By Divya Putty
Since the 1930’s, Hollywood has been guilty of whitewashing time and time again. The term “Hollywood whitewashing” refers to the casting of white actors for lead roles that are meant for non-white ethnicities under the assumption that Americans prefer to see a white actor on screen as opposed to any other. The place dubbed the “film capital of the world” has been caught red-handed once more as numerous recent films, which call for non-white roles, have cast white actors.
“Aloha” (2015) tells the story of Brian Gilcrest, a military contractor who returns to Oahu, Hawaii to negotiate a deal between the Hawaiians and a billionaire who wants to build a space center on the island. Gilcrest meets Captain Allison Ng who escorts him to see the king with whom he will negotiate. Captain Allison Ng is meant to be half Chinese and half Hawaiian but is played by Emma Stone, a talented but white actress. Countless critics had similar opinions about director Cameron Crowe’s poorly cast movie which contributed to its failure.
Stone commented on her understanding of Hollywood whitewashing after the release of “Aloha.”
“[I have] learned on a macro level about the insane history of whitewashing in Hollywood and how prevalent the problem truly is…There’s a lot of conversation about how we want to see people represented on screen and what we need to change as a business to reflect culture in a clearer way and not in an idealized way,” Stone said, according to Entertainment Weekly.
Other recent examples include Jake Gyllenhaal in “Prince of Persia: Sands of Time” and Johnny Depp in “Lone Ranger.” Countless films of the 20th and 21st centuries have been associated with Hollywood whitewashing. In fact, many have been guilty of using “blackface,” a form of theatrical makeup used to make a white actor look of African American descent.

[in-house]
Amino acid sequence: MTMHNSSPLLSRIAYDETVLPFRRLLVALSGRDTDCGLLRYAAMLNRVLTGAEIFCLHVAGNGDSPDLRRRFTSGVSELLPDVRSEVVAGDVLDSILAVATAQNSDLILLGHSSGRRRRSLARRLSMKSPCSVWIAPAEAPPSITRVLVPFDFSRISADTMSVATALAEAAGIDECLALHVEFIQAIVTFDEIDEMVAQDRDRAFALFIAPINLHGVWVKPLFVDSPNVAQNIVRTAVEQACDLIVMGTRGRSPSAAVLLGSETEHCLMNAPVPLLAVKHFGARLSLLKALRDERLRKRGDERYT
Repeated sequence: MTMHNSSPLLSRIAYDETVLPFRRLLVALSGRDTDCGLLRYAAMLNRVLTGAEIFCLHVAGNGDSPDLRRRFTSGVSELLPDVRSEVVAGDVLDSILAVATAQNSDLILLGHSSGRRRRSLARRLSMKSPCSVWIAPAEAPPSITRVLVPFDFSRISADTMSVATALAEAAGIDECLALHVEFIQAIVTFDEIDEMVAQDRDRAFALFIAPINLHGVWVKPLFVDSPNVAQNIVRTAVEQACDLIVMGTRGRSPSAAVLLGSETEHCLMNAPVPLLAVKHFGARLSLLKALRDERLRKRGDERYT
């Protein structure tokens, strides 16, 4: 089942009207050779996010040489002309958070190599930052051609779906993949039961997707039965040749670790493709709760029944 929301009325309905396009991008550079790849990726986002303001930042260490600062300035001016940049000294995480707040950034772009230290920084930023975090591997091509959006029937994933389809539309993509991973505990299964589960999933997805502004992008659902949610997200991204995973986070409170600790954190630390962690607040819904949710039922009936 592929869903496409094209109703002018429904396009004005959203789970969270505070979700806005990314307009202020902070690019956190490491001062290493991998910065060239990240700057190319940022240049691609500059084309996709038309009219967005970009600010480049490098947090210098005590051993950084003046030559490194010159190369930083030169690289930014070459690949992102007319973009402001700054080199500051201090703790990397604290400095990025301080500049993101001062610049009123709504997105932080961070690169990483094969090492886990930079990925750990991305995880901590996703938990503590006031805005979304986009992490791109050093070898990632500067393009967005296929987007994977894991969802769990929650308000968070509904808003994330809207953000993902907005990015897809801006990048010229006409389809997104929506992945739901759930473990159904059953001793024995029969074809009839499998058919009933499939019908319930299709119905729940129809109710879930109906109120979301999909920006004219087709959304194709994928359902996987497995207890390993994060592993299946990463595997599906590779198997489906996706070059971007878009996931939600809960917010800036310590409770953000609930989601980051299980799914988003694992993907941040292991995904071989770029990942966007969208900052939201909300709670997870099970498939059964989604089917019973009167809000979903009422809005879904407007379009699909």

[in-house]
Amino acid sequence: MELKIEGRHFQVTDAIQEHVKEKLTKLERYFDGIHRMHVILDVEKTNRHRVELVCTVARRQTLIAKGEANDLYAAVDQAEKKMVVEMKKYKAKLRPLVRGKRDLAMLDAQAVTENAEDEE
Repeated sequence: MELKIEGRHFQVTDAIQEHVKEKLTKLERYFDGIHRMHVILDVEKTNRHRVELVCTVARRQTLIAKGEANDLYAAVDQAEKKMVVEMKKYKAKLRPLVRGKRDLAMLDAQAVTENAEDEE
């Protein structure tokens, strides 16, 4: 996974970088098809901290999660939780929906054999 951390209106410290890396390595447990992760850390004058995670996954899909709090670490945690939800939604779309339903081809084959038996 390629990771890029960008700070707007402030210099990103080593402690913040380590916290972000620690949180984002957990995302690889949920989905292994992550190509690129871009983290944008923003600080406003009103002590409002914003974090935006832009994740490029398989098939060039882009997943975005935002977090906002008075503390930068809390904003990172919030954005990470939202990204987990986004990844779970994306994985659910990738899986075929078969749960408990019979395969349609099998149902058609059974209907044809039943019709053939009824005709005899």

For example, “Othello” (1965) saw Laurence Olivier, an English actor, play Othello in blackface. Similarly, “yellowface” is used to represent an Asian person. “Dragon Seed” (1944) tells the story of a Chinese peasant girl who rallies her community against Japanese invaders. Katharine Hepburn played the role of Jade Tan and put on yellowface to make her character more believable.
While blackface and yellowface are not as common today, whitewashing roles still occurs. However, the theatre industry can boast a couple of examples where directors have given lead roles to non-white actors.
“Hamilton” is a stage production of Alexander Hamilton’s life directed by Lin-Manuel Miranda. Miranda, an American actor with Puerto Rican parents, played the lead role of Hamilton while Leslie Odom Jr., an American actor of African American descent, played Aaron Burr, who kills Hamilton. The entire cast of “Hamilton” portrays America as it is today, a nation of numerous ethnicities.
“[Casting] is about getting the best person for the part first, and then the other things are factors that may tip them one way or the other…It’s a thorny issue, but I think that race and gender should be considered the same way height and age are. They’re a factor,” Miranda said in an interview on the Youtube channel, THNKR.
The success of “Hamilton” proves that the American public is eager to see actors of all races in leading roles.
Since America is a country of all races, actors attract appeal based on their talent rather than their race. Hollywood must acknowledge this before another “Aloha” comes along.